Seeing Climate Change: This map shows your city's hot future

A new interactive map aims to push an understanding of the near-future in climate change here in the United States. What once was difficult to comprehend for the average person can now be visualized with great ease. Not that you wouldn't be able to understand climate change otherwise – it's just a whole lot more visceral once you can visualize what it'll be like to live in your city in the near future with climate change in play.

"A major challenge in articulating human dimensions of climate change lies in translating global climate forecasts into impact assessments that are intuitive to the public," said the authors of a research paper on visualizing climate change. "Climate-analog mapping involves matching the expected future climate at a location (e.g., a person's city of residence) with current climate of another, potentially familiar, location." With this way of depicting the information, these researchers show "a more relatable, place-based assessment of climate change."

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The main objective of the map we're reporting on here is to show citizens what their city will feel like in the year 2080. The change in climate is increasing in speed at an alarming rate. With the map, clicking on one city shows an array of dots and lines, each dot representing an analog city that shows a current climate that matches your city in 2080.

Imagine your surprise if you got knocked out today and woke up in the year 2080 in the exact same physical location. You could be in Washington D.C. and feel like you were in NE Texas. You could be in Portland and feel like you're even further south – all the way into Mexico. Minneapolis and Saint Paul (the Twin Cities, Minnesota) are finding themselves in Oklahoma's climate from 2019.

ABOVE: "Variation in climatic analogs by future climate scenario. For each of the six example cities, colored triangles and circles indicate the location of the best contemporary climatic analog to 2080's climate for the 27 future climate scenarios for RCP8.5." Per the research presented this week, [ABOVE IMAGE] "Triangles indicate representative contemporary analogs (<2σ) and circle size indicates increasingly poor analogs. Colored diamonds and bold lines indicate contemporary climatic analogs for the ensemble mean across the 27 individual projections."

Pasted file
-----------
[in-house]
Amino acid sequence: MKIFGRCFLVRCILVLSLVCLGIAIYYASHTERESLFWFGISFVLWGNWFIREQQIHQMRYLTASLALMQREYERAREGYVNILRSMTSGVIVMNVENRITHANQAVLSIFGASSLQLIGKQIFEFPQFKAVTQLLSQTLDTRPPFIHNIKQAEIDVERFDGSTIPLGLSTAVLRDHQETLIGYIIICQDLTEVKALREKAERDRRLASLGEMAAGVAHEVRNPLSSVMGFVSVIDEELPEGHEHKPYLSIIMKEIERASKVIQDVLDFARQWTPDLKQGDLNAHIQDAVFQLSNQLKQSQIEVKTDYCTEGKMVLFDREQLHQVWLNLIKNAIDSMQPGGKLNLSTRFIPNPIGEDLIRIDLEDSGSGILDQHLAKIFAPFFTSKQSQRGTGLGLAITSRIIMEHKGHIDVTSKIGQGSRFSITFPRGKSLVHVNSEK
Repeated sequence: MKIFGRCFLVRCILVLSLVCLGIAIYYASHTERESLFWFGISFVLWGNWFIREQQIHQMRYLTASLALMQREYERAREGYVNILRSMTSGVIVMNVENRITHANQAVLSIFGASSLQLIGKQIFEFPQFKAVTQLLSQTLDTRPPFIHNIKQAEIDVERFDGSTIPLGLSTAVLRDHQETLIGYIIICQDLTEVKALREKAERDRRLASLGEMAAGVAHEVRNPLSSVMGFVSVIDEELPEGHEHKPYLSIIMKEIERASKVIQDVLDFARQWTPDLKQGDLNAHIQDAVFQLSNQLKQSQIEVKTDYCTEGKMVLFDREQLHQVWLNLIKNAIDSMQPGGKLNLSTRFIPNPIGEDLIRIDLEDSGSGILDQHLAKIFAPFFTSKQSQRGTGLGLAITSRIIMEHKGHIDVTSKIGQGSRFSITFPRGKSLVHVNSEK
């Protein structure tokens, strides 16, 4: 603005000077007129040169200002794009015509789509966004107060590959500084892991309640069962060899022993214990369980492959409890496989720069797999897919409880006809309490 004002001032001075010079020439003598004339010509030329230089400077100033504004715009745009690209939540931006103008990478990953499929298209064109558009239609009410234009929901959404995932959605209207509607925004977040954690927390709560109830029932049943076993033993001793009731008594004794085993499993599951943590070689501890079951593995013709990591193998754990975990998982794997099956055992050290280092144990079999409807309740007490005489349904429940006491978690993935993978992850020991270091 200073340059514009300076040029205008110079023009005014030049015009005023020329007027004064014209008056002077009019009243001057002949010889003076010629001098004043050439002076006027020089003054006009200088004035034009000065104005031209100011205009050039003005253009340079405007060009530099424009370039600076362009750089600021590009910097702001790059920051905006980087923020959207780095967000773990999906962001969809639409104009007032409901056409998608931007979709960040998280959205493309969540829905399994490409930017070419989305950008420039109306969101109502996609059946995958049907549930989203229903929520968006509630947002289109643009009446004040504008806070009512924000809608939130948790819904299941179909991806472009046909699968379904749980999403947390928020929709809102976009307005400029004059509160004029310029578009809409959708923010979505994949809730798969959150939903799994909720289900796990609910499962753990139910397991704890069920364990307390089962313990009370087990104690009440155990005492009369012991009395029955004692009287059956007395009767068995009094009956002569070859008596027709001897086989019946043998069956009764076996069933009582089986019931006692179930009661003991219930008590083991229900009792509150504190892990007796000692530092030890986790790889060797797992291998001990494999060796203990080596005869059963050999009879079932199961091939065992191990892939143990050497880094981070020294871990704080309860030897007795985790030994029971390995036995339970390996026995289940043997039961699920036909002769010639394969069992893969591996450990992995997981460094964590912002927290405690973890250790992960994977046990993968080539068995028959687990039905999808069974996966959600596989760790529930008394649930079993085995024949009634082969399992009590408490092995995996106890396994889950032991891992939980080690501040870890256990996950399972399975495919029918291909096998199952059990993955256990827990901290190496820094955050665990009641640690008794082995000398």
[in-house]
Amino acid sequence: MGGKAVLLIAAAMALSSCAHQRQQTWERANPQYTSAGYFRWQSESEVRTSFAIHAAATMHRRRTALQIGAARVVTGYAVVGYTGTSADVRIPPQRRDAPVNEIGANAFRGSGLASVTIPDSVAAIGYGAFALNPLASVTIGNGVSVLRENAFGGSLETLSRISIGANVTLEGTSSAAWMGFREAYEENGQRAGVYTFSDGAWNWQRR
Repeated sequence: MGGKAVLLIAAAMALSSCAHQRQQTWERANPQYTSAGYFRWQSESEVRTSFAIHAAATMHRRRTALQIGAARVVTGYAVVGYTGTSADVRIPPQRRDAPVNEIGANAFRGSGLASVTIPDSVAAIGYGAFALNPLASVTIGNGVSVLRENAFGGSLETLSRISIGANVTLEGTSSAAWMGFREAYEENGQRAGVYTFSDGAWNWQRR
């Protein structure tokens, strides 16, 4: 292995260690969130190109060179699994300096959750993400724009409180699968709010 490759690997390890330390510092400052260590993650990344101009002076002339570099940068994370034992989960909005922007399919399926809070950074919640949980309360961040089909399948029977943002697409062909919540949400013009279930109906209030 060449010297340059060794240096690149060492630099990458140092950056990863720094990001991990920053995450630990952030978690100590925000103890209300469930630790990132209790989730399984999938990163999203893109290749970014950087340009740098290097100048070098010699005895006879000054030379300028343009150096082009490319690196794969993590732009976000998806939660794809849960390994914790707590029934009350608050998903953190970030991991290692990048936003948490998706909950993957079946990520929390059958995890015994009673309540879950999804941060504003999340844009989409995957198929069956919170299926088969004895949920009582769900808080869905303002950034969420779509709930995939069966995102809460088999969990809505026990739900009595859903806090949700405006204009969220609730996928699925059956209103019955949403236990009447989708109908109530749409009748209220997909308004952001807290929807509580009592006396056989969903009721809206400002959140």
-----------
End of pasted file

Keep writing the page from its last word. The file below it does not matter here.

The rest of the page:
The webpage with the interactive map app is at UMCES' Shiny Server – but be aware: it's been down most of the day, today – if today is still the day this article was first published. It's likely they'll have the app back up and running soon. It's just sort of inundated with attention right this minute due to the publishing of the research paper and the resulting press.

If you'd like to seek out the same source for raw data used by the researchers in this project, head over to the CCAFS-Climate downscaled data portal. There is a fantastic source for information on our global climate, including global and regional current and future high-resolution climate datasets. According the CCAFS and GCM, this data portal is generally used for research on agriculture, agro-climatology, ecosystem functionality, biodiversity and genetic subject matter, and for teaching and demonstrating with classmates and students.

For more information on this subject, head on over to the research paper Contemporary climatic analogs for 540 North American urban areas in the late 21st century. This research paper was published on the 12th of February, 2019 under code DOI:10.1038/s41467-019-08540-3 and authored by Matthew C. Fitzpatrick and Robert R. Dunn. This paper was published in the scientific journal Nature Communications and can be found online right this minute.